The maker of the Aga cooker said it had reduced its workforce by around 400 jobs in the last year and shortened factory hours to cut costs, while as many as 2,000 City jobs were reportedly facing the axe after the merger of investment banking giants Merrill Lynch and Bank of America.

Union leaders are braced for further job cuts in the coming days and weeks as unemployment heads towards two million, with increasing warnings that the figure will top three million before the recession is over.

Lord Mandelson told a press conference at the Business Department in London that the crisis in the global economy was a credit one.

"Many companies are struggling to finance themselves because of the crisis in the banks. Their business models are not flawed, but the credit crunch has drastically reduced the amount of capital available, and banks have tightened their lending criteria.

"Today's package is designed to address this problem directly. The support package we are launching builds on the commitments we made in November's Pre–Budget report. It addresses the cash flow, credit and capital needs of businesses.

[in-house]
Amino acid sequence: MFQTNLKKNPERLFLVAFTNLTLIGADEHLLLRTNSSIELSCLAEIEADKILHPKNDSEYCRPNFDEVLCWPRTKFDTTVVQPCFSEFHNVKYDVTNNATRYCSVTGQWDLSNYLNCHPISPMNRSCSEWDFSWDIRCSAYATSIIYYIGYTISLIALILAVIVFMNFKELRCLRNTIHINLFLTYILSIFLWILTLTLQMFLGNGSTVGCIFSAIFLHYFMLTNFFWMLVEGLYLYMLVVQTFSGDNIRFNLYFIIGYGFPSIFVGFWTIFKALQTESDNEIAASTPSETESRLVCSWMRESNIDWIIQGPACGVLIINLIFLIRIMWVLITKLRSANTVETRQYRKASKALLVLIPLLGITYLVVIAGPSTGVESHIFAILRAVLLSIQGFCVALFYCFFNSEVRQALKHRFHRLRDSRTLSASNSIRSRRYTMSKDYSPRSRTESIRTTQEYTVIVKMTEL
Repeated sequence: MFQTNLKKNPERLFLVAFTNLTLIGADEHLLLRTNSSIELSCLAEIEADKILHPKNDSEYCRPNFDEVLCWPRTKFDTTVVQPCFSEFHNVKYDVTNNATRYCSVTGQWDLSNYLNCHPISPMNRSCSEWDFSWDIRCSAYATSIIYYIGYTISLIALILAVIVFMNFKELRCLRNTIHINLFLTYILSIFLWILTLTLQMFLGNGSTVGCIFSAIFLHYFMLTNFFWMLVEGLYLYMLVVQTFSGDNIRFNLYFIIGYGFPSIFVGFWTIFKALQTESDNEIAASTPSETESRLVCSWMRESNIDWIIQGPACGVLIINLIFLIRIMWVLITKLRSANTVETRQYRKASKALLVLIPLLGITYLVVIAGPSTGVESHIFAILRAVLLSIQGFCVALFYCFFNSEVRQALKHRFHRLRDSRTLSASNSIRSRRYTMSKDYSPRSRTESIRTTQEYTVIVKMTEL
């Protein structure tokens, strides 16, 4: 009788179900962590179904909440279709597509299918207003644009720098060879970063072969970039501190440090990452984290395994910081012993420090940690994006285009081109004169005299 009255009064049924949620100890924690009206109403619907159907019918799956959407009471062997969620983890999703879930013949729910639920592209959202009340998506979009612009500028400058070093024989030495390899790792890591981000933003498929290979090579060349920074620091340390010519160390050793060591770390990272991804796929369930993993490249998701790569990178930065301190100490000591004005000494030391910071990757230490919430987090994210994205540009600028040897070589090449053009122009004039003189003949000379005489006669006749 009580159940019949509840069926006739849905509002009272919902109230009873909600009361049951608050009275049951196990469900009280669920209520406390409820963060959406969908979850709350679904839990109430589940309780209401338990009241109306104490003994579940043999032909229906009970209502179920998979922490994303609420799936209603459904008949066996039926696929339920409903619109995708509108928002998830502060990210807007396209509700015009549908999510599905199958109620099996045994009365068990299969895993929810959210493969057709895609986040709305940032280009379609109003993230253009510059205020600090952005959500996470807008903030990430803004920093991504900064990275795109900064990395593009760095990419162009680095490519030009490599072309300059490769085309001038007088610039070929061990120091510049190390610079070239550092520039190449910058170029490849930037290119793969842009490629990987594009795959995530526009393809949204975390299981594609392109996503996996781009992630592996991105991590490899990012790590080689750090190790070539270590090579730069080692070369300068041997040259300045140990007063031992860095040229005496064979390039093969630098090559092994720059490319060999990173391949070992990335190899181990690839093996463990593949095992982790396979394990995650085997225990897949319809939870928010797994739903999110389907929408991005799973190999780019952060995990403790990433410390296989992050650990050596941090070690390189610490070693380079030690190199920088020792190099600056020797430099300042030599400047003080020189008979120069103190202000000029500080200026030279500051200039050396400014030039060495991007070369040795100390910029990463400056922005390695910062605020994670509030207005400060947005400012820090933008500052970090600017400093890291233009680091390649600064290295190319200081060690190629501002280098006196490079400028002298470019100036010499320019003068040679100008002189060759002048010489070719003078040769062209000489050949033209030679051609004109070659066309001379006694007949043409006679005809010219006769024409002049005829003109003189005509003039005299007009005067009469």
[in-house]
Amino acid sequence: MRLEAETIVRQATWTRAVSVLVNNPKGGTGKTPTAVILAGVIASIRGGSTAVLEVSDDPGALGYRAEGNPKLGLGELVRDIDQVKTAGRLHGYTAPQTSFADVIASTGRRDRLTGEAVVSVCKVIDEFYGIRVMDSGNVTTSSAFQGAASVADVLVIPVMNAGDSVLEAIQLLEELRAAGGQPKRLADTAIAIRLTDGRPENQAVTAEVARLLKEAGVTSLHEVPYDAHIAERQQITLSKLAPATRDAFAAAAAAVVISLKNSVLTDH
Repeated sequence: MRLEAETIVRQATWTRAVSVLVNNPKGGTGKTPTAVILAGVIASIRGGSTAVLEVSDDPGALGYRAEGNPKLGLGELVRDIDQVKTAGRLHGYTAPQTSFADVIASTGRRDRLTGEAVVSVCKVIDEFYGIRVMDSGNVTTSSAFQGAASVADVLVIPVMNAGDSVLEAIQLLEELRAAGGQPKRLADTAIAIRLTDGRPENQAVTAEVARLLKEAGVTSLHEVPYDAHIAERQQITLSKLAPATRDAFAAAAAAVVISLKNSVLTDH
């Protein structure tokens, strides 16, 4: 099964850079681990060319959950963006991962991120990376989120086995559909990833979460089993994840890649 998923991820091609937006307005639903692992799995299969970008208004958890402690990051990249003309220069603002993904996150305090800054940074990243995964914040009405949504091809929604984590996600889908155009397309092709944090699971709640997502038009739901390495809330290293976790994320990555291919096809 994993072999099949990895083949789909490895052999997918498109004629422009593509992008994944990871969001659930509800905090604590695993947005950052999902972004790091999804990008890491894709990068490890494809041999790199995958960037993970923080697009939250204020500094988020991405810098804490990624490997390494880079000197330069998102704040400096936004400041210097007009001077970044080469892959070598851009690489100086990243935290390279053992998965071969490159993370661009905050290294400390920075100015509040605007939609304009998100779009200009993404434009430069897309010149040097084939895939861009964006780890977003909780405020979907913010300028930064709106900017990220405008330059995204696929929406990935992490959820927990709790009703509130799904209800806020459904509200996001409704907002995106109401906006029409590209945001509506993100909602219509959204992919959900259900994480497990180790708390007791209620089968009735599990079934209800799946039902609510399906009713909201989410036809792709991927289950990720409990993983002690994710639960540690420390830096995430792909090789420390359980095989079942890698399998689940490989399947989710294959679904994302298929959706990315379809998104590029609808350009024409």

"We are offering specific solutions – not a blanket subsidy. We are delivering real help, targeting real needs. It will make a real difference to business, whilst preserving value for money for the taxpayer."

Lord Mandelson said the package offered real help to firms that needed it the most, not "slogans", adding: "It addresses the problem at the heart of the credit crunch – credit for viable businesses.

"UK businesses are the backbone of our economy, so it is vital the Government acts now. We are absolutely determined to do everything we can to support viable companies through this global downturn."

Lord Mandelson said today's announcement should help restore confidence among banks, businesses and consumers.

He told BBC Radio 4's Today programme: "We saved the banks from collapse last autumn. We know that it is a struggle for them to get back on their feet and get back to normal lending.

"This will not happen overnight, but it will happen. But it will only happen with assistance from the Government."

Lord Mandelson confirmed that Chancellor Alistair Darling was still in discussions with banks on further measures to restore normal lending conditions.

And he added: "The schemes that are going live are to make it easier for the banks both to deleverage – to live down the excesses of the past – but also to sustain much–increased lending for the corporate sector.